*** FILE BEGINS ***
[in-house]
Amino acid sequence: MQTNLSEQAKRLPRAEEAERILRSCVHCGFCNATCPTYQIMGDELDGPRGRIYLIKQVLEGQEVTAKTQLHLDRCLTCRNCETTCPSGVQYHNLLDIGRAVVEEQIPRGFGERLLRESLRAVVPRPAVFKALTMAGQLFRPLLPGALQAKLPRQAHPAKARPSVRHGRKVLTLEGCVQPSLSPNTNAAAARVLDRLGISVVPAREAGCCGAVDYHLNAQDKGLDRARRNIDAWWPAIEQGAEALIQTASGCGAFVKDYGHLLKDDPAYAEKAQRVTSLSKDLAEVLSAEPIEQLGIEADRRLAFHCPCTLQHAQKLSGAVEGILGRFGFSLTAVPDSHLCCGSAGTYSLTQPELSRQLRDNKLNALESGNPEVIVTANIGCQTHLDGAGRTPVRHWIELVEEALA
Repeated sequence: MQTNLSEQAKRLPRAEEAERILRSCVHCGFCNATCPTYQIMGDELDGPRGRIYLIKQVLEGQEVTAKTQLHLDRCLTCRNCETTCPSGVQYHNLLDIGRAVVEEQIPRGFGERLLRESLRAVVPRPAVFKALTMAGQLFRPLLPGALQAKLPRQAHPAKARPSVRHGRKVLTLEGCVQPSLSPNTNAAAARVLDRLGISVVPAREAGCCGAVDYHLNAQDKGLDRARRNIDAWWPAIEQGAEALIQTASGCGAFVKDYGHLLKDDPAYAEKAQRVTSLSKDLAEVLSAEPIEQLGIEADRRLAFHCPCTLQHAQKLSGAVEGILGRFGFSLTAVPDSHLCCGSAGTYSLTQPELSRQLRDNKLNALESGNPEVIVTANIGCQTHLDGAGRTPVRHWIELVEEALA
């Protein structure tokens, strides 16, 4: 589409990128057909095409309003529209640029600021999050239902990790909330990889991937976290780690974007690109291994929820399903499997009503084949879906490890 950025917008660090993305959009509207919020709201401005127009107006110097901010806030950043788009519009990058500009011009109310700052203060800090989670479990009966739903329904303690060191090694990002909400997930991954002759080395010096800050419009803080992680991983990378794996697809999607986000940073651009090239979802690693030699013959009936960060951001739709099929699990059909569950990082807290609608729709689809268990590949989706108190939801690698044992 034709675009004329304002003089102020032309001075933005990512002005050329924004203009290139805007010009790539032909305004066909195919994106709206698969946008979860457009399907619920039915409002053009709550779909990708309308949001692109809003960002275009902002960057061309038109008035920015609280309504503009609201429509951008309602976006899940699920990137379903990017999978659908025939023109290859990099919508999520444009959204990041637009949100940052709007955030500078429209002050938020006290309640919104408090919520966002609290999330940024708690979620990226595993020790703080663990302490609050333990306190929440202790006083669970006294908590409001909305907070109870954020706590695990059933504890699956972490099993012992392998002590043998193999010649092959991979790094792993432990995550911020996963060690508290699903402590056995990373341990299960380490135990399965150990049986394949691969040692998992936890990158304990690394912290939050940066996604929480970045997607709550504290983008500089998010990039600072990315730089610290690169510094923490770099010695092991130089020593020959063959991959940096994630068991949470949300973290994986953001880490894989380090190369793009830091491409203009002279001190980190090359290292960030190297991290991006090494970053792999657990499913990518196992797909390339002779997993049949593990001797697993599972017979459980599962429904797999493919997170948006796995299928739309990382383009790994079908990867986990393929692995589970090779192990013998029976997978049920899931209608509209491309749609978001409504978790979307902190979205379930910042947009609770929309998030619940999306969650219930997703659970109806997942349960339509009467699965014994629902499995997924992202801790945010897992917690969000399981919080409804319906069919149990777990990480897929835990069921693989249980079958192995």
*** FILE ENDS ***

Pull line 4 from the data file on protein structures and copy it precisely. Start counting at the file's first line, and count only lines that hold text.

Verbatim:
């Protein structure tokens, strides 16, 4: 589409990128057909095409309003529209640029600021999050239902990790909330990889991937976290780690974007690109291994929820399903499997009503084949879906490890 950025917008660090993305959009509207919020709201401005127009107006110097901010806030950043788009519009990058500009011009109310700052203060800090989670479990009966739903329904303690060191090694990002909400997930991954002759080395010096800050419009803080992680991983990378794996697809999607986000940073651009090239979802690693030699013959009936960060951001739709099929699990059909569950990082807290609608729709689809268990590949989706108190939801690698044992 034709675009004329304002003089102020032309001075933005990512002005050329924004203009290139805007010009790539032909305004066909195919994106709206698969946008979860457009399907619920039915409002053009709550779909990708309308949001692109809003960002275009902002960057061309038109008035920015609280309504503009609201429509951008309602976006899940699920990137379903990017999978659908025939023109290859990099919508999520444009959204990041637009949100940052709007955030500078429209002050938020006290309640919104408090919520966002609290999330940024708690979620990226595993020790703080663990302490609050333990306190929440202790006083669970006294908590409001909305907070109870954020706590695990059933504890699956972490099993012992392998002590043998193999010649092959991979790094792993432990995550911020996963060690508290699903402590056995990373341990299960380490135990399965150990049986394949691969040692998992936890990158304990690394912290939050940066996604929480970045997607709550504290983008500089998010990039600072990315730089610290690169510094923490770099010695092991130089020593020959063959991959940096994630068991949470949300973290994986953001880490894989380090190369793009830091491409203009002279001190980190090359290292960030190297991290991006090494970053792999657990499913990518196992797909390339002779997993049949593990001797697993599972017979459980599962429904797999493919997170948006796995299928739309990382383009790994079908990867986990393929692995589970090779192990013998029976997978049920899931209608509209491309749609978001409504978790979307902190979205379930910042947009609770929309998030619940999306969650219930997703659970109806997942349960339509009467699965014994629902499995997924992202801790945010897992917690969000399981919080409804319906069919149990777990990480897929835990069921693989249980079958192995």